JJH: Actually, there was a guy there named John Ginoli, who later on formed a band called The Pansy Division but who worked in a record shop, and it saved me to go to the record shop and find this guy who knew all the English stuff and got the records in.
JJH: Lipsitz, Rey Chow, Nancy Armstrong, Paula Rabinowitz, John Mowitt.
JJH: I'm not a typical Nancy Armstrong student in that I didn't want to do what she did, and I didn't always understand what she was doing, but I was quite influenced by her.
JJH: I do, but they're very sensitive nowadays, you know, and they can't handle it.
JJH: I'm amazed how many of the interests that I have in Skin Shows I still have in some way, as you say.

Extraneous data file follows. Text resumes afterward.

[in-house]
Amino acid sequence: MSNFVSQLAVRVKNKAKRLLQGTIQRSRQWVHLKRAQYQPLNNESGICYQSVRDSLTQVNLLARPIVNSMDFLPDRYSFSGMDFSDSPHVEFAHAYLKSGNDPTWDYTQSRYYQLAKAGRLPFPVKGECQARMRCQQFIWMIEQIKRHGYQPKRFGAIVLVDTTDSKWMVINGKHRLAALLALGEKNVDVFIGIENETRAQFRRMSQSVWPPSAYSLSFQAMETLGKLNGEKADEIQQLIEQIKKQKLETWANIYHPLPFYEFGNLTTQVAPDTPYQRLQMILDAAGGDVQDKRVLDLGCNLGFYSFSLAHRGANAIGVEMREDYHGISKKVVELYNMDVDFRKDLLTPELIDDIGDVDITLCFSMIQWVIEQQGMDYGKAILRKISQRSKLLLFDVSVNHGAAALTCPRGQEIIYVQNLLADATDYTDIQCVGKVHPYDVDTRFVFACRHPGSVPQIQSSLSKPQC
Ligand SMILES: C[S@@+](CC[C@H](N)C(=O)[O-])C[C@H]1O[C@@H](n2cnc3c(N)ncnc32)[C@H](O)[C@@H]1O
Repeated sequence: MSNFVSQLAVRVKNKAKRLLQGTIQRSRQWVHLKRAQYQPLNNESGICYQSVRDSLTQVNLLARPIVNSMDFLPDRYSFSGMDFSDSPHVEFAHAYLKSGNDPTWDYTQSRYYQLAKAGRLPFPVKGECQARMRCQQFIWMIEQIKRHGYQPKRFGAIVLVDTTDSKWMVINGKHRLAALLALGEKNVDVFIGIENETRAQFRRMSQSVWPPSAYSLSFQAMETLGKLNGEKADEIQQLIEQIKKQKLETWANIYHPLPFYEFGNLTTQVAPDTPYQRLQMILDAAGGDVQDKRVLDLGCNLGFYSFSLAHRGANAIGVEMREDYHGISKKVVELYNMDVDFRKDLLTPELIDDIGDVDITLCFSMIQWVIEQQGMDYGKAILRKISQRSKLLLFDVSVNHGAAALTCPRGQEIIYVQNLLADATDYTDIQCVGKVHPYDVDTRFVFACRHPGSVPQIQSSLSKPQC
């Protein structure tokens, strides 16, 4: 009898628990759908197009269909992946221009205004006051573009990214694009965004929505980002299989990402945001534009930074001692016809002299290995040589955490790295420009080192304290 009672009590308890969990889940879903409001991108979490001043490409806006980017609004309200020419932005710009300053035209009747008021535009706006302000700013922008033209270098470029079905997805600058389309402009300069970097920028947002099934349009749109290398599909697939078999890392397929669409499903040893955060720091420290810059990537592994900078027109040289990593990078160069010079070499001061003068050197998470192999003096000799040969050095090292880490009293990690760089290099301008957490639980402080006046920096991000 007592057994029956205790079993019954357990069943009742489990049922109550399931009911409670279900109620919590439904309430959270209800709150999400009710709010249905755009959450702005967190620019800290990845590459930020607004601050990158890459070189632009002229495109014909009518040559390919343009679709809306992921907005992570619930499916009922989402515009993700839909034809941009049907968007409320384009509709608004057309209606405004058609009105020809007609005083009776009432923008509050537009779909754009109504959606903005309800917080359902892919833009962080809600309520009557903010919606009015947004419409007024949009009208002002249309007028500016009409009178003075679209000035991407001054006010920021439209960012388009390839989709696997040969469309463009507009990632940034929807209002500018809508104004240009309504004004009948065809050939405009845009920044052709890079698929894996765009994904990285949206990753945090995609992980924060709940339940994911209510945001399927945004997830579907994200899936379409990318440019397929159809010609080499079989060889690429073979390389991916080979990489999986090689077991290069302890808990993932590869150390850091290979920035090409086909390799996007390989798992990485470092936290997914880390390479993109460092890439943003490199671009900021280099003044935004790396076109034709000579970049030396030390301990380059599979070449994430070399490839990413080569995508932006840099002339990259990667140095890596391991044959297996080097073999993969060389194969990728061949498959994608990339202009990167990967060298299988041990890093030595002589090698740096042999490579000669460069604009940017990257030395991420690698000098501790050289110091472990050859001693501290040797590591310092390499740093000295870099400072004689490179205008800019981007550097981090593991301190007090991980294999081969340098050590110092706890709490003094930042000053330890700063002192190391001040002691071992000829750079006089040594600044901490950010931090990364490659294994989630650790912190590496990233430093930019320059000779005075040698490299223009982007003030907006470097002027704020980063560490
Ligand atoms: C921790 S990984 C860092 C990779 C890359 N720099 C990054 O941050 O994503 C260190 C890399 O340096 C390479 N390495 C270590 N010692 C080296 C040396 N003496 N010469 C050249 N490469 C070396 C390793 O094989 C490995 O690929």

JJH: I really came into my own as a junior professor, in the period when everyone was debating postmodernism.
JJH: I'm quite happy with the silliness in my writing and wish I would read more of in academia.
JJH: For me, theory is a way of opening up new ways of thinking.
JJH: I'm drawn to ideas of the political that are more structural than content-driven.
JJH: It's another one of these sprawling books that does a lot of things.